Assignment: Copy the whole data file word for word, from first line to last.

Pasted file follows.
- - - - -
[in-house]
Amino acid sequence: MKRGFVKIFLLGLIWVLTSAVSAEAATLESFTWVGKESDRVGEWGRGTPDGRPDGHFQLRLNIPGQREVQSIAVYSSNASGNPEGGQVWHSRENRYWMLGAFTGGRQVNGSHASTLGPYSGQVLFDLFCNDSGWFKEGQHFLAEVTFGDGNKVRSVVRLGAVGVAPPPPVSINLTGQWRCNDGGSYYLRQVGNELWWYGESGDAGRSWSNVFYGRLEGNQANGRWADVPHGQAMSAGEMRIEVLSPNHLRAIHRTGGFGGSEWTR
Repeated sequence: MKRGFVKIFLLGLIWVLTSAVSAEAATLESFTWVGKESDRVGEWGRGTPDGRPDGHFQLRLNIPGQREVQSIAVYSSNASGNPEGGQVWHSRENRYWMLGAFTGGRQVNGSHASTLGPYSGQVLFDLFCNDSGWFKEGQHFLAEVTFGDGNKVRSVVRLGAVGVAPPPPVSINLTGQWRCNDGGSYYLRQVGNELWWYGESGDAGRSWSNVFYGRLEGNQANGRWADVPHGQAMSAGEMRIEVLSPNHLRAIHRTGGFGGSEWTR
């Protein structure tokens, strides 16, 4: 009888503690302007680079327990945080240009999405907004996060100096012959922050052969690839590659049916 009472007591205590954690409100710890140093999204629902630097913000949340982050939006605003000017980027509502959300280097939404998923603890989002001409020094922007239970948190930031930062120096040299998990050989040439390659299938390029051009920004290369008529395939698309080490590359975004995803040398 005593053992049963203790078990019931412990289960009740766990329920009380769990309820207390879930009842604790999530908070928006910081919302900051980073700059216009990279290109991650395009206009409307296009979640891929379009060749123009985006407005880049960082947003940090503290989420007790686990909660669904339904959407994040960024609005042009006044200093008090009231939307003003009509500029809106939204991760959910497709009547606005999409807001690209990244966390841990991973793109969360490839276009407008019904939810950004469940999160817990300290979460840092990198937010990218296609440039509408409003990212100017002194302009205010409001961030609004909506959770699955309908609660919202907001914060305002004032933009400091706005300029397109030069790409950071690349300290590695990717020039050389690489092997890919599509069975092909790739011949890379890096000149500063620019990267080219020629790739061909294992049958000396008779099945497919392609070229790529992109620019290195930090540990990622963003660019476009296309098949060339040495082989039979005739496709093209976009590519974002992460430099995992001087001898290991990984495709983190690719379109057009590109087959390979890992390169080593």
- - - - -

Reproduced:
[in-house]
Amino acid sequence: MKRGFVKIFLLGLIWVLTSAVSAEAATLESFTWVGKESDRVGEWGRGTPDGRPDGHFQLRLNIPGQREVQSIAVYSSNASGNPEGGQVWHSRENRYWMLGAFTGGRQVNGSHASTLGPYSGQVLFDLFCNDSGWFKEGQHFLAEVTFGDGNKVRSVVRLGAVGVAPPPPVSINLTGQWRCNDGGSYYLRQVGNELWWYGESGDAGRSWSNVFYGRLEGNQANGRWADVPHGQAMSAGEMRIEVLSPNHLRAIHRTGGFGGSEWTR
Repeated sequence: MKRGFVKIFLLGLIWVLTSAVSAEAATLESFTWVGKESDRVGEWGRGTPDGRPDGHFQLRLNIPGQREVQSIAVYSSNASGNPEGGQVWHSRENRYWMLGAFTGGRQVNGSHASTLGPYSGQVLFDLFCNDSGWFKEGQHFLAEVTFGDGNKVRSVVRLGAVGVAPPPPVSINLTGQWRCNDGGSYYLRQVGNELWWYGESGDAGRSWSNVFYGRLEGNQANGRWADVPHGQAMSAGEMRIEVLSPNHLRAIHRTGGFGGSEWTR
């Protein structure tokens, strides 16, 4: 009888503690302007680079327990945080240009999405907004996060100096012959922050052969690839590659049916 009472007591205590954690409100710890140093999204629902630097913000949340982050939006605003000017980027509502959300280097939404998923603890989002001409020094922007239970948190930031930062120096040299998990050989040439390659299938390029051009920004290369008529395939698309080490590359975004995803040398 005593053992049963203790078990019931412990289960009740766990329920009380769990309820207390879930009842604790999530908070928006910081919302900051980073700059216009990279290109991650395009206009409307296009979640891929379009060749123009985006407005880049960082947003940090503290989420007790686990909660669904339904959407994040960024609005042009006044200093008090009231939307003003009509500029809106939204991760959910497709009547606005999409807001690209990244966390841990991973793109969360490839276009407008019904939810950004469940999160817990300290979460840092990198937010990218296609440039509408409003990212100017002194302009205010409001961030609004909506959770699955309908609660919202907001914060305002004032933009400091706005300029397109030069790409950071690349300290590695990717020039050389690489092997890919599509069975092909790739011949890379890096000149500063620019990267080219020629790739061909294992049958000396008779099945497919392609070229790529992109620019290195930090540990990622963003660019476009296309098949060339040495082989039979005739496709093209976009590519974002992460430099995992001087001898290991990984495709983190690719379109057009590109087959390979890992390169080593």